It is perhaps fitting that the lingering feeling after watching the Orwellian production of “Animal Farm” at The Rep was one of theatrical dystopia.
For anyone who had some trouble with vocabulary tests in high school, “dystopia” is the opposite of “utopia. It’s finding yourself in a place where you would rather be anywhere else.
That’s kind of the reaction to this production, directed with some confusion by May Adrales, who is also a Rep Associate Artistic Director.
Ms. Adrales is committed, as she points out in her Director Notes, to her “desire to push the world in a certain direction, to alter other people’s idea of the kind of society that they should strive after.”
If that is something she truly believes, then she must find other ways to pursue that goal than to try and steer a dated and stereotypical 90-minute journey into the hearts and minds of an audience.
The book, published in 1945 is Orwell’s allegory for the events leading up to the Russian Revolution in 1917 and the rise of Joseph Stalin to power. The book is a popular one for students, both middle school and high school. But, by the time they get to college, it’s fair to say that this simplistic novel has lost a lot of its cachet.
So, too, has any relevance to the world (much less the United States) today. Our proletariat isn’t staging revolts. Sure, they’d like better jobs and more money and less crime, but nobody is in full rebellion. The story of “Animal Farm” is a historic one but one that is lost on any adult paying attention these days.
If Ms. Adrales and The Rep were looking for an Orwell adaptation to stage, they might well have been much better off with the stage adaptation of “1984.” That novel enjoyed a surge in bestseller lists after the “alternative facts” speech came out of President Trump’s camp.
The stage adaptation had a successful five-month limited run on Broadway last year and is enjoying success touring the world.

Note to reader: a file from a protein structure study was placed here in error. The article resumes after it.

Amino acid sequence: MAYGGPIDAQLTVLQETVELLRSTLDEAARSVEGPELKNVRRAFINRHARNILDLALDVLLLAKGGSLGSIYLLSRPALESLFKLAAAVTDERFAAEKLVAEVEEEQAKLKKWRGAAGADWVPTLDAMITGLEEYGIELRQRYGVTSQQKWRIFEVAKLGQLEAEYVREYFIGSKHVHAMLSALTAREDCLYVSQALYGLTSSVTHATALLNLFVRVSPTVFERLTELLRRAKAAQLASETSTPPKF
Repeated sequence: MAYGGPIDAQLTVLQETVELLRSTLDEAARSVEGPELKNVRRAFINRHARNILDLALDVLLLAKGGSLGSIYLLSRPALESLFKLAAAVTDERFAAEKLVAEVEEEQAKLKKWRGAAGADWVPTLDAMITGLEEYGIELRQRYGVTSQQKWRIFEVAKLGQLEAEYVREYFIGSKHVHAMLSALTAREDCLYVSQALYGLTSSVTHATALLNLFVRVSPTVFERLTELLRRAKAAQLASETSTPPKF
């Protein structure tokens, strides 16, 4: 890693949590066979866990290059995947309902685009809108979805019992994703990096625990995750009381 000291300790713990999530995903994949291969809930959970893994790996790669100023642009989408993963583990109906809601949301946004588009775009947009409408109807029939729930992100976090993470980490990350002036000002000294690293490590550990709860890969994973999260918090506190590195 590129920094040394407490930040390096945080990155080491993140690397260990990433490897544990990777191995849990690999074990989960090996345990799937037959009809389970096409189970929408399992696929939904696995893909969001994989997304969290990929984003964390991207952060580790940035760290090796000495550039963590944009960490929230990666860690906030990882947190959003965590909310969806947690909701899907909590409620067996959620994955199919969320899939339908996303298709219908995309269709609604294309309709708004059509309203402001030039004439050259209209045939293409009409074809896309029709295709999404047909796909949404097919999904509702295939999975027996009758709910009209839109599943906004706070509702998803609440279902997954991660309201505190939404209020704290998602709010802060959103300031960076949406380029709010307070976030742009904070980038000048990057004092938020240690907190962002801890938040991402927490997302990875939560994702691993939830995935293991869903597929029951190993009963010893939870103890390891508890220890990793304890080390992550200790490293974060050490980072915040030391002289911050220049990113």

The production at The Rep that opened Friday night is either too full or too empty, depending on what you expect out of a night at the theater.
It’s too full of gimmicks, like crazy costumes with heads that designate various members of the revolting animals (that is an action adjective, not a descriptive one).
It’s too full of manufactured shock, like the scene near the end when Squealer dispatches a variety of “traitor” animals with particularly gruesome special effects.
It’s too full of effort. Ms. Adrales is just trying too hard to make this play important.
But it’s too empty of any kind of clarity that might actually let someone follow the bouncing ball and find something to latch on to.
For a drama, it’s way too empty of drama. This is a play that has “OBVIOUS” stamped across its forehead and nobody wants to spend good money to go somewhere where there are no surprises.
It could be that all the work of a cast of wonderful actors and some great and interesting designs were undone by a failure to find a story.
Dedication to inspiring dialogue and getting people to think about their world is just fine.
But the first, and most important, commitment for any director needs to be a dedication to the story.
That’s what’s missing in The Rep’s”Animal FArm.”
“Animal Farm” runs through February 11.
Production credits: Director, May Adrales; Scenic Designer, Andrew Boyce; Costume Designer, Izumi Inaba; Lighting Designer, Noele Stollmack; Sound Design and Original Composition, Charles Coes and Nathan A. Roberts; Movement Director, Nancy Lemenager; Casting Director, Frank Honts, NY Casting, McCorkle Casting; Stage Manager, Jacqueline Singleton; Production photographer, Michael Brosilow.